Why is USB Type-A to USB Type-A never used?

USB-A male to USB-A female is fine. They exist, and are relatively common. They work just fine as USB extension cables, provided the overall length is not too long. For longer distances, active cables exist that contain an internal repeater or USB hub to regenerate the signal. However, you may run in to power delivery issues due to voltage drop.

USB-A male to USB-A male is dangerous. It is also not compliant with the USB specification. They also exist, though I am not really sure why. Perhaps because the USB-A connector is shorter than the USB-B connector, so chinese external hard drive enclosure vendors decided to use it because it was a half a cent cheaper than the proper connector. A USB-A male to USB-A male cable is similar to a line cord with a male plug on both ends. You should never, ever use one of these. There are several problems. First of all, USB does not allow two USB hosts to be connected to each other. The software stack does not support it. You cannot simply connect two computers to each other via USB and have them talk to each other without inserting some component in the middle, such as two back-to-back USB to Ethernet converters or similar. USB on-the-go is a slightly different story as a USB OTG device will switch roles between host and device. USB OTG also uses a different connector entirely, an A/B variant that accepts both A and B type connectors, which only exists in the smaller sizes.

But this is not what makes USB-A to USB-A cables dangerous. What makes them dangerous is that the USB cable provides power, and USB hosts are in general not designed to accept power coming in the wrong way. If you connect two computers together with a USB-A to USB-A cable, their 5V supplies are almost certainly not at the same voltage, so one of them will power the other one through the USB cable. This in and of itself is not really a major problem, provided the source has appropriate current limiting to prevent the cable heating up and starting a fire. The problem really comes when one of the devices is turned off. Now, you have an external 5V supply coming in to a powered-off device that isn't designed to handle it. This can damage components on the motherboard in one or both devices. Also, USB devices are in general designed to draw less than 500 mA, but whatever is hanging off of the 5V rail inside a host could draw orders of magnitude more than that.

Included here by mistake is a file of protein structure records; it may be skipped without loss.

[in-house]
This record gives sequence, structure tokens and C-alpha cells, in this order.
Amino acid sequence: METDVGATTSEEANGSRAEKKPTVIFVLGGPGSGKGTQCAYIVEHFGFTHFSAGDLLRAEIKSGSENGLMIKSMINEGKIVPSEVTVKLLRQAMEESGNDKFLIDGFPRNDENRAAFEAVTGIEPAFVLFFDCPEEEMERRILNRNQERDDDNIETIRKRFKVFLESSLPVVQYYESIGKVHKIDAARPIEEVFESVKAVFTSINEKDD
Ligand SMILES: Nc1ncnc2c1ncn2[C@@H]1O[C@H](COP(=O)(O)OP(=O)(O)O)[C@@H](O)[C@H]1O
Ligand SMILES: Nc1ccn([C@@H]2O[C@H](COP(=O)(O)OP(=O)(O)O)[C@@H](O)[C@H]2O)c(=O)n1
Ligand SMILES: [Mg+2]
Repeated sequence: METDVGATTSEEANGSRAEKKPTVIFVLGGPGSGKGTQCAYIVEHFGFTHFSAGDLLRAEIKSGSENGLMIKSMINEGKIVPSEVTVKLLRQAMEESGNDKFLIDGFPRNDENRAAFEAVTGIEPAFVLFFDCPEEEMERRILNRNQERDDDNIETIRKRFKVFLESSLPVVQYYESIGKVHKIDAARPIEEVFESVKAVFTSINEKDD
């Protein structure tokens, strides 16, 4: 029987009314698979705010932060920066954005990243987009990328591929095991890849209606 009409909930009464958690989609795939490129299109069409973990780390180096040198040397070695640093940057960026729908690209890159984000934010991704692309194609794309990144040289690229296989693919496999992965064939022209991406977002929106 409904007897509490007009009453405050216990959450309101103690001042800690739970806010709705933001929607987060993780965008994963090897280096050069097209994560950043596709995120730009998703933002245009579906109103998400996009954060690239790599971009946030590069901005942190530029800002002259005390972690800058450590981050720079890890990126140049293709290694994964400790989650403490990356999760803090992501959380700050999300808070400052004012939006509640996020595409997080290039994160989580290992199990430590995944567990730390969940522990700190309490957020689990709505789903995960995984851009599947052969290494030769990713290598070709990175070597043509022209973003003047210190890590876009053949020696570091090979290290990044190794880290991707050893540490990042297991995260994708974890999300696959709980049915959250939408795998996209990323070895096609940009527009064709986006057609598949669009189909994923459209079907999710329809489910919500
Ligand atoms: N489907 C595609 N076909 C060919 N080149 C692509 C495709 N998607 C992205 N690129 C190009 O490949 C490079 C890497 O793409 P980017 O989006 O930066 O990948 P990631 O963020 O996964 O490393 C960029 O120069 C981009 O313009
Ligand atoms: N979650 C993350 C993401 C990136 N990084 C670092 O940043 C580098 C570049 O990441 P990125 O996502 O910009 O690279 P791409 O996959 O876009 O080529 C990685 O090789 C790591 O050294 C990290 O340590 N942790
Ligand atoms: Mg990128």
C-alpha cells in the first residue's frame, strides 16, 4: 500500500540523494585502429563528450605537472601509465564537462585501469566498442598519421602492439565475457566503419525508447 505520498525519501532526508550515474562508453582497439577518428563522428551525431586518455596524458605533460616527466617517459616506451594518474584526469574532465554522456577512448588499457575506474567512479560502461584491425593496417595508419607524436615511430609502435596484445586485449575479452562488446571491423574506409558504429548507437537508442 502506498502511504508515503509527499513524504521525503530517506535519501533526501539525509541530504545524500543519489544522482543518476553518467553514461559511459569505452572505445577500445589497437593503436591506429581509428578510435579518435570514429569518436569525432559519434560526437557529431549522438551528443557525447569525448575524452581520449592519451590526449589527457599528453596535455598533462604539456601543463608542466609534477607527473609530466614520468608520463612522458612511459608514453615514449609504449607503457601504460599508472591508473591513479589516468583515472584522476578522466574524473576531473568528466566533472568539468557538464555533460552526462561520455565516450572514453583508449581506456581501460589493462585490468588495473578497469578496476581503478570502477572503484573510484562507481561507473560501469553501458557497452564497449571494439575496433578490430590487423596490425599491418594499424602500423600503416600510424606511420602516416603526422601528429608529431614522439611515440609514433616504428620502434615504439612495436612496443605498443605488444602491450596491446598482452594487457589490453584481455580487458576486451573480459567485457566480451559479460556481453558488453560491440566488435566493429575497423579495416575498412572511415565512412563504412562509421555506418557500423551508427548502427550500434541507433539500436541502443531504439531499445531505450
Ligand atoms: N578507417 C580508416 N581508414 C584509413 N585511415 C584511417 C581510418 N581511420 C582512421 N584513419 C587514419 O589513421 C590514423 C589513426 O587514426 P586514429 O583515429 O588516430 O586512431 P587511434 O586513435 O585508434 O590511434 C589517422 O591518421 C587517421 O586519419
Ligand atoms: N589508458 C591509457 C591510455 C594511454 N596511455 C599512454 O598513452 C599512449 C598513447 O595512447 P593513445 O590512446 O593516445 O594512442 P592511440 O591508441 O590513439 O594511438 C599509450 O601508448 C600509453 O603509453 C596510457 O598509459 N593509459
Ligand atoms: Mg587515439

USB-C is a different story as is specifically designed to have identical connectors on both ends. Not only that, it is explicitly designed to support charging a host device via a USB C connector. As a result, USB C devices have to be designed to handle this situation appropriately.

Because it's against the standard. The USB standard says that type A is for hosts, and type B is for devices.

In practical terms, a device with a type A connector is expected to provide power, so if you connect two of them together, they will attempt to power each other, leading most likely to Bad Things Happening. Type C gets around this by a negotiation mechanism.

USB pre-3.0 has a host side and a slave side. USB-A connectors are for the host, USB-B are for the slave.

USB 3.0 and above is peer-peer, and the USB-C connector supports that.